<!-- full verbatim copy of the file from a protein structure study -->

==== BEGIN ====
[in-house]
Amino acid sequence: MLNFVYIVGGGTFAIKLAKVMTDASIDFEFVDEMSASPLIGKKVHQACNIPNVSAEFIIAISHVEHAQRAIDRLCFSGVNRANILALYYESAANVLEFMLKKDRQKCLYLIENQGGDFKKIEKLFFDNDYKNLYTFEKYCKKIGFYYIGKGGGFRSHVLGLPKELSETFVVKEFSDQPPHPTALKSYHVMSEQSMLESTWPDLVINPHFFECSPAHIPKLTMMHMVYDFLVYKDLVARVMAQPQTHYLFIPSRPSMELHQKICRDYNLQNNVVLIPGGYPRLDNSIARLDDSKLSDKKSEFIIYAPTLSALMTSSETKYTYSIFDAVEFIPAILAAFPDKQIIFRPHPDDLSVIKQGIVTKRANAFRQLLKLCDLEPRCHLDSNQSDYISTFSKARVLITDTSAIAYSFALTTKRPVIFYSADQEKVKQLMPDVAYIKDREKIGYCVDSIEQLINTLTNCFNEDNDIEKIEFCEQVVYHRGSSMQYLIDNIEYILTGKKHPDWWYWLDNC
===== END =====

[in-house]
Amino acid sequence: MLNFVYIVGGGTFAIKLAKVMTDASIDFEFVDEMSASPLIGKKVHQACNIPNVSAEFIIAISHVEHAQRAIDRLCFSGVNRANILALYYESAANVLEFMLKKDRQKCLYLIENQGGDFKKIEKLFFDNDYKNLYTFEKYCKKIGFYYIGKGGGFRSHVLGLPKELSETFVVKEFSDQPPHPTALKSYHVMSEQSMLESTWPDLVINPHFFECSPAHIPKLTMMHMVYDFLVYKDLVARVMAQPQTHYLFIPSRPSMELHQKICRDYNLQNNVVLIPGGYPRLDNSIARLDDSKLSDKKSEFIIYAPTLSALMTSSETKYTYSIFDAVEFIPAILAAFPDKQIIFRPHPDDLSVIKQGIVTKRANAFRQLLKLCDLEPRCHLDSNQSDYISTFSKARVLITDTSAIAYSFALTTKRPVIFYSADQEKVKQLMPDVAYIKDREKIGYCVDSIEQLINTLTNCFNEDNDIEKIEFCEQVVYHRGSSMQYLIDNIEYILTGKKHPDWWYWLDNC